Billymac-explained the fpsa test which another parameter to look at, but only as a possible clue. The newer urine test PCA3 is another tool that can be used (see-google Bostwick laboratories for info on that)it is said to be quite accurate, I don't know. An oncologist can do other tests to like: PAP, pyrilinks but those are just kind of marker tests and might be only useful on advanced prostate cancer patients. I am a patient diagnosed in 2002 with plenty of PCa 12/12 (all 80-90% levels), but since treamtents and stuff....my PAP and pyrilinks (and other)tests do not reveal anything at this stage and other blood tests and marker items are all in normal ranges (nice to see of course), but no warranty on PCa.
Did you know there is such a thing as a PCa sniffying-detecting dogs??? I have heard about
such, might have been in England, hey dogs got the nose, how they trained them is beyond me. Maybe there is a detection center in England or wherever, PCa is stranger than fiction my friend.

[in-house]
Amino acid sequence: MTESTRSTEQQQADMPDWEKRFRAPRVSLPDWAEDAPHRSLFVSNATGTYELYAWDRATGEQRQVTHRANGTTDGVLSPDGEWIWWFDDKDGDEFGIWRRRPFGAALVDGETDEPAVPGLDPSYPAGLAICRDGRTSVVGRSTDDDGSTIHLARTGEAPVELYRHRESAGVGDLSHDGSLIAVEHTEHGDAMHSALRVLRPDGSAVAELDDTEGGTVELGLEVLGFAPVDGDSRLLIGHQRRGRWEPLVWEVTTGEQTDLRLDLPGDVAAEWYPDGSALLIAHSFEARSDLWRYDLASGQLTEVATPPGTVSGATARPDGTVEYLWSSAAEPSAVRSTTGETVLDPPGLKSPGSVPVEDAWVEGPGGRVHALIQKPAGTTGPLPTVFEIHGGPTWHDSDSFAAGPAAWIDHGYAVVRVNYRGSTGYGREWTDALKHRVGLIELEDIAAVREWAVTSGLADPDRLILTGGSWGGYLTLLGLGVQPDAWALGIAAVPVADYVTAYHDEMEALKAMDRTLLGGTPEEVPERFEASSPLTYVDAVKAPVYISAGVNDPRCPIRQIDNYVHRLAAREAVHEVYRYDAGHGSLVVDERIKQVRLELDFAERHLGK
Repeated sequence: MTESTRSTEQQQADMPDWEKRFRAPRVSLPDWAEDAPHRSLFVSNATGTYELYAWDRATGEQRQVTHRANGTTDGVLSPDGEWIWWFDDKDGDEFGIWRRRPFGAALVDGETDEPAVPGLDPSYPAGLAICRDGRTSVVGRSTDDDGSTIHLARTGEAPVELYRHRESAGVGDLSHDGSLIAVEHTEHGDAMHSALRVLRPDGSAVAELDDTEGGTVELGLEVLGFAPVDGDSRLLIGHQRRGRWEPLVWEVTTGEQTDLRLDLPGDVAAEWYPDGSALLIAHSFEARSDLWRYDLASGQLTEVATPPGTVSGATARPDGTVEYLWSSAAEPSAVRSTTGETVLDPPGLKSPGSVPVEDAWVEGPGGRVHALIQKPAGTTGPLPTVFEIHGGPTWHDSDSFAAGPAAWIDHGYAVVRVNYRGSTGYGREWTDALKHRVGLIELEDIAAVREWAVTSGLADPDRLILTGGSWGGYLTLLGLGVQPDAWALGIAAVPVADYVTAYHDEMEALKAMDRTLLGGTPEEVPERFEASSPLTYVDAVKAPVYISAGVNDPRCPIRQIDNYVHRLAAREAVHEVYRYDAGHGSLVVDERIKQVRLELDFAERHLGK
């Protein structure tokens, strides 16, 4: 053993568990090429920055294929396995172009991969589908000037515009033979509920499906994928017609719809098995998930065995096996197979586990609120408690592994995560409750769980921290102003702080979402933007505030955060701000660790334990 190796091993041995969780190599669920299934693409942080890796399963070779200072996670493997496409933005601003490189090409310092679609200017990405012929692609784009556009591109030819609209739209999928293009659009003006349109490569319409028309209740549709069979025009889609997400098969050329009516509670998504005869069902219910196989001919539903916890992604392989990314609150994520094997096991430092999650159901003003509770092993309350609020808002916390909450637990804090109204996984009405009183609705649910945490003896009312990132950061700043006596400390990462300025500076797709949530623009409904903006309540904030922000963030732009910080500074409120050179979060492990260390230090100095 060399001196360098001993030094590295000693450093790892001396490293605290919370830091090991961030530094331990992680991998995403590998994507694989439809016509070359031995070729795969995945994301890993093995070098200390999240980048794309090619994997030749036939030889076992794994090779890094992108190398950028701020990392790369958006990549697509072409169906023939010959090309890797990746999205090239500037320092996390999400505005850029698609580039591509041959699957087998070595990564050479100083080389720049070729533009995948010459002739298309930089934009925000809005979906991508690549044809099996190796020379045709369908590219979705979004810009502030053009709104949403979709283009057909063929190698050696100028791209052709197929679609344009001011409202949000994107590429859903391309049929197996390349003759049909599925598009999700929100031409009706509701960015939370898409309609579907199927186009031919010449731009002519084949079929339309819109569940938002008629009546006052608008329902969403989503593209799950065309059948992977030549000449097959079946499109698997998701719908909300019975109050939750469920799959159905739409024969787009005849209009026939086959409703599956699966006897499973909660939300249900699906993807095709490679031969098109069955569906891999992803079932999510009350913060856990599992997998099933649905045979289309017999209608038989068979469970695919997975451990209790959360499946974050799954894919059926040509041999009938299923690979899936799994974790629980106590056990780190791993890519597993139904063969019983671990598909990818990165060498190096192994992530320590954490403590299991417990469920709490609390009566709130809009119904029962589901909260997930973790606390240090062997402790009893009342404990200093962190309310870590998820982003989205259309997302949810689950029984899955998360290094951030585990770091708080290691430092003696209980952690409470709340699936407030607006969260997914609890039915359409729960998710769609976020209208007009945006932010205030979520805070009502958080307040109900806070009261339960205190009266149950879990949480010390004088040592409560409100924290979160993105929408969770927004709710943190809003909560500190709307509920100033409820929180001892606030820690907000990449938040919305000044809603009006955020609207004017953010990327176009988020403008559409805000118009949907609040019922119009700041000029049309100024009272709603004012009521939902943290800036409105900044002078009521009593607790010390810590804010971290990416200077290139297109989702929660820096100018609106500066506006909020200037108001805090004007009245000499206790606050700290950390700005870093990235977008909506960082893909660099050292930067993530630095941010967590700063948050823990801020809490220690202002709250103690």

Biopsies are the most definitive test that they have currently as for accuracy and even then, it is not as good as we patients actually need for total assessment. Per Dr. Strum- (ruling out protatitis first and perhaps some bph increases) velocity over time (continuously) and psa doubling times (within one year), are your red flag that should or could lead to biopsies.
website info on dogs for PCa: www.nurseweek.com/news/Features/05-05/CancerSniffingdogs.asp
(there are others if you google prostate cancer and sniffing dogs)
Maybe some one else has something to add to this.